every treatment at Portsmouth Regional Hospital has been recorded. Attendance sheets were kept for practitioners and clients. People coming for treatment signed a release saying they understood Reiki is not a substitute for medical or psychological care, and that Reiki was being used in this environment solely for the purpose of relaxation and stress reduction. Reiki was explained at the beginning of each session, and feedback was requested at the end. Everyone who received treatment at the clinics completed a customer satisfaction survey through which Alandydy received feedback that was valuable in strengthening and expanding the program. No detail of the client’s comfort was considered insignificant. One patient, who enjoyed the session overall, admitted feeling uncomfortable because the practitioner’s hands “smelled like dirty socks.” The smell was traced to the industrial soap from the dispenser. One of the practitioners who was also an herbalist blended sage, cedar, and lavender essential oils. The Reiki practitioners began putting a tiny drop on their hands after washing and there were no further complaints. Every in-hospital Reiki treatment at Portsmouth Regional Hospital has been documented in two ways. Practitioners fill out a tracking form for each patient, showing the date, unit, patient’s name, physician, time of treatment, and any comments. The completed form is given to the nurse to be inserted in the patient’s chart. There is also a log sheet in the office to keep track of how many sessions are done each week and in what area of the hospital. A nurse routinely calls every ambulatory surgical patient 24–48 hours after surgery. An inquiry about Reiki is included in that conversation. Every letter received from patients to the CEO or department chair is sent to the Reiki office. The feedback has been encouraging. Very importantly, no patients have complained of being improperly touched, nor has there been mention of any negative experience connected to Reiki. The only complaints were from patients who wanted Reiki and didn’t get it (perhaps due to a change in the surgery schedule), or some complaints that the session was interrupted or the environment noisy. The overwhelmingly positive responses spoke of a sense of calmness that patients didn’t know they were capable of achieving, and amazement that they could reach such a deep, peaceful inner state with only five to ten minutes of Reiki. Wentworth-Douglass keeps similar records and also records the patients’ reasons for requesting Reiki and the outcomes. Roberts reports that in first quarter of 2003 (January through March), 46% of all Reiki treatments were requested because the patient was nervous, stressed, or feeling anxious; 25% were requested for pain or physical discomfort; 23% of patients didn’t know what Reiki was but were interested; 3% had previously had Reiki and liked it; 2% asked for other reasons, such as “end of life care” or “partner does Reiki and suggested more treatment.” Patients requesting Reiki for anxiety or pain are asked to rank their distress before and after treatment using a 0–10 scale, with 10 being the worst. In the first quarter of 2003, average stress score was 4.9 points lower after Reiki and the average pain score was 3.7 points lower. Twenty-three percent of patients receiving Reiki in first quarter fell asleep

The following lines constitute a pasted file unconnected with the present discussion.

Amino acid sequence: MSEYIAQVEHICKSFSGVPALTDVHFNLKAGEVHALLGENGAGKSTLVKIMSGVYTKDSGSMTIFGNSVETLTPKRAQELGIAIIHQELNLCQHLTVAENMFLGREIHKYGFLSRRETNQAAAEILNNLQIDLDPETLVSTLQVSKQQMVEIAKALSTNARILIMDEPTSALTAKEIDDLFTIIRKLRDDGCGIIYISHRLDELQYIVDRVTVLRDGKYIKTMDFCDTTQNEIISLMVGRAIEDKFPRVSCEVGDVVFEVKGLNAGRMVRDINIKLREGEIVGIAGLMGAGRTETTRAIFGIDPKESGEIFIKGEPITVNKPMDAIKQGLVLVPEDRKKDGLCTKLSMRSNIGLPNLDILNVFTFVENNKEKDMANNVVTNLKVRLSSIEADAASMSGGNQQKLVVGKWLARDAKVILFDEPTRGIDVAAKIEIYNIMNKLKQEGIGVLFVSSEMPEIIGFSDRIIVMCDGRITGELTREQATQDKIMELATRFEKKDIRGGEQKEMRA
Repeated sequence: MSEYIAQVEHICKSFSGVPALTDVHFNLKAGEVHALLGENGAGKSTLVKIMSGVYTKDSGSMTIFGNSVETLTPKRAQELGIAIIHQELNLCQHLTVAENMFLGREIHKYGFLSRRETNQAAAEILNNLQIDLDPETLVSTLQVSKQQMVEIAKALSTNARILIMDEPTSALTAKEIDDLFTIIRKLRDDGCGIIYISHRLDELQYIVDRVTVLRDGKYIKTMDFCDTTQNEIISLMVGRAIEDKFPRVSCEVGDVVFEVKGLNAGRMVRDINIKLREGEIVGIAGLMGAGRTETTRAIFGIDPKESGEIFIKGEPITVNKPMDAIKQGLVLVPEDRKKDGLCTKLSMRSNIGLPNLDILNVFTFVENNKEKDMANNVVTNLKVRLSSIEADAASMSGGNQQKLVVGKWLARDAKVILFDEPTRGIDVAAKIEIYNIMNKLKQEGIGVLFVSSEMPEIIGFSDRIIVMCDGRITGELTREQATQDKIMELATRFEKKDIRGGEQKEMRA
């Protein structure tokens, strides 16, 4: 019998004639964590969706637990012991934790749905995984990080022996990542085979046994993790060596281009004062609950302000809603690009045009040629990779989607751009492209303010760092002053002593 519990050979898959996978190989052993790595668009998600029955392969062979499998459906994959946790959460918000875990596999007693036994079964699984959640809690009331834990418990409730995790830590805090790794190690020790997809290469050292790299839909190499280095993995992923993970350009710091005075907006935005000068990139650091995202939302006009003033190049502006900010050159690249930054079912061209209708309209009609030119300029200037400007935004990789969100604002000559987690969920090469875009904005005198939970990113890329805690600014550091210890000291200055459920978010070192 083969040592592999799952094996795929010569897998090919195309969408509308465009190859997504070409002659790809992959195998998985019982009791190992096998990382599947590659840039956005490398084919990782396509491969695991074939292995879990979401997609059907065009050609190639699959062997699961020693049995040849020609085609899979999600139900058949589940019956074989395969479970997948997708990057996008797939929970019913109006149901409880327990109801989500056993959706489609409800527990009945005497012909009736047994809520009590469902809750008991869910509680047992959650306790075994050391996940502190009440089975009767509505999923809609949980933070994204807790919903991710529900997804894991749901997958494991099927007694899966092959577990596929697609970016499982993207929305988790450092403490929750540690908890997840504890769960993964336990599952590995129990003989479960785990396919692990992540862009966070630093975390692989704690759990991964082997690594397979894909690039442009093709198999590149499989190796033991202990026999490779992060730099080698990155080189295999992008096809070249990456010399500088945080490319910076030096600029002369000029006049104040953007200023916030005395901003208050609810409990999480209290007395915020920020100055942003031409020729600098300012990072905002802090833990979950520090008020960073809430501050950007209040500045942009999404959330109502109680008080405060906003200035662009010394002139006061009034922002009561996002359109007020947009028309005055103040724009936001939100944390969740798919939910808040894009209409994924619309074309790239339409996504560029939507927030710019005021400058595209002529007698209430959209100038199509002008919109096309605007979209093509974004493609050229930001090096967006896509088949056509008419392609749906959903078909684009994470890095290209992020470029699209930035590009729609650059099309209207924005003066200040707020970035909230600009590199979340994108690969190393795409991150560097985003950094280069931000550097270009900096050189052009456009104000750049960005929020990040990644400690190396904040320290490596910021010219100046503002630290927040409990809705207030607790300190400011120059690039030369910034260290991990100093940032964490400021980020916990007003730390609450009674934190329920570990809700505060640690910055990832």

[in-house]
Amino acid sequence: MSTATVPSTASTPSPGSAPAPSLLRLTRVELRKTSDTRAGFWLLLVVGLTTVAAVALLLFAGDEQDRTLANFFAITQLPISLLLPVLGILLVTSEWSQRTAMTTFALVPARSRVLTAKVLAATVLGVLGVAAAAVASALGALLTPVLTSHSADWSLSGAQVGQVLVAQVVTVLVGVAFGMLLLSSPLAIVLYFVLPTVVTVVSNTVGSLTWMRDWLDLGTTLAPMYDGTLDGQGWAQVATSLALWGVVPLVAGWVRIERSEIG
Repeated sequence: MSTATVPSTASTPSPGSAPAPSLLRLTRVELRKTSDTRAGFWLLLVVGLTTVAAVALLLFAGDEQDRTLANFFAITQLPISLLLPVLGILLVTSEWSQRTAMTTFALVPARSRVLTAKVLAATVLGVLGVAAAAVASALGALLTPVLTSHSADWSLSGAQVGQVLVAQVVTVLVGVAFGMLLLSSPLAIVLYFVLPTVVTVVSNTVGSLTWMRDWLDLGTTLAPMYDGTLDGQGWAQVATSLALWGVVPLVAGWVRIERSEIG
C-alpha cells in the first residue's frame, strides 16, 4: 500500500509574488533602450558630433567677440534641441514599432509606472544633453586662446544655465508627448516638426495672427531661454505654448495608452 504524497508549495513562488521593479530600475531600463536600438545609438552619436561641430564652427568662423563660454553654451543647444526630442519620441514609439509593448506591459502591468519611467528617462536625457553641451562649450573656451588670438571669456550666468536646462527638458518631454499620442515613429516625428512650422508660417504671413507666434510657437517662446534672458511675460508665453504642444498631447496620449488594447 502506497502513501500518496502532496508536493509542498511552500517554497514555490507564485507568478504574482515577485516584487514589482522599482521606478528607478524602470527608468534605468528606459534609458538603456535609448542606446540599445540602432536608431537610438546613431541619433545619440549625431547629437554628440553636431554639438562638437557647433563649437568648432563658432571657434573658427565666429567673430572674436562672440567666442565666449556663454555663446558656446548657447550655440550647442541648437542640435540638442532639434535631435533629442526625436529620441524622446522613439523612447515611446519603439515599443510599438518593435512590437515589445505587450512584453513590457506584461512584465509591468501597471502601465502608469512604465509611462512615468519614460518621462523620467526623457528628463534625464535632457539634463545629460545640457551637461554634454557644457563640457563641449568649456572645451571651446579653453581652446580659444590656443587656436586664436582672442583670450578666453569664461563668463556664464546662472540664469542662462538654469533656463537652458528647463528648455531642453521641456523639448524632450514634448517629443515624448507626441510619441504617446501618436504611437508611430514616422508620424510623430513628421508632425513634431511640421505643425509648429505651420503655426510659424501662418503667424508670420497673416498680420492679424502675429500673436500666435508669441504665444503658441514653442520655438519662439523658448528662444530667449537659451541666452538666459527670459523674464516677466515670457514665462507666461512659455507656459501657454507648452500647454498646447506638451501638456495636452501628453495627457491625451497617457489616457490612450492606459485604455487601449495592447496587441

during treatment. Sleeping patients are not awakened and not included in the data. As at Portsmouth Regional, no negative outcomes have been reported. These numbers are encouraging, and while they have not come from double-blind clinical trials, they nonetheless demonstrate that Reiki can have a positive impact on hospital care. Patients who are calmer and in less pain are easier for the staff to care for, and likely to have a more positive hospital experience. They are also likely to have better medical outcomes. In addition, Reiki provides healing moments for the staff, whether they are offering Reiki to patients, sharing Reiki with another staff member, or practicing selftreatment. Alandydy, Desrochers and Zaidlicz have each given many Reiki treatments in a day, some in critical situations, yet none find it draining. Zaidlicz sees Reiki as a valuable wellness tool for staff. She envisions the day when self-care becomes a respected part of the medical profession, and staff may prefer a Reiki break over a coffee break. Portsmouth Regional Hospital is fortunate indeed to have had an employee with not only Reiki and medical experience, but also the understanding and steadiness to be able to integrate the two. The hospital’s administration is to be commended for recognizing the value of having a full-time paid Reiki practitioner offer patients complimentary sessions, how it enhances the healing experience, and what it saves the hospital in the long run. And none of it would matter if not for the ongoing support of the nursing staff and the physicians to connect their patients with the healing they need. The success of the Reiki program at Portsmouth Regional Hospital is functioning proof that our healthcare system can heal itself. As Reiki permeates conventional medicine, we can create a healthcare system which promotes health not only for the community, but also for our medical professionals. © Pamela Miles 2004. Patricia Alandydy BSN, RN, Reiki Master Teacher, has generously agreed to share the guidelines she wrote as the foundation of the Portsmouth Regional Hospital Reiki Program. They are available on my website, www.pamelamilesreiki.com. Look under References and resources, and click Articles. You are warmly invited to be part of this dialogue to support the integration of Reiki into conventional medicine. If you know of hospitals, hospices, or other medical or community settings where Reiki is being offered, or where research is occurring, please email contacts to [email protected]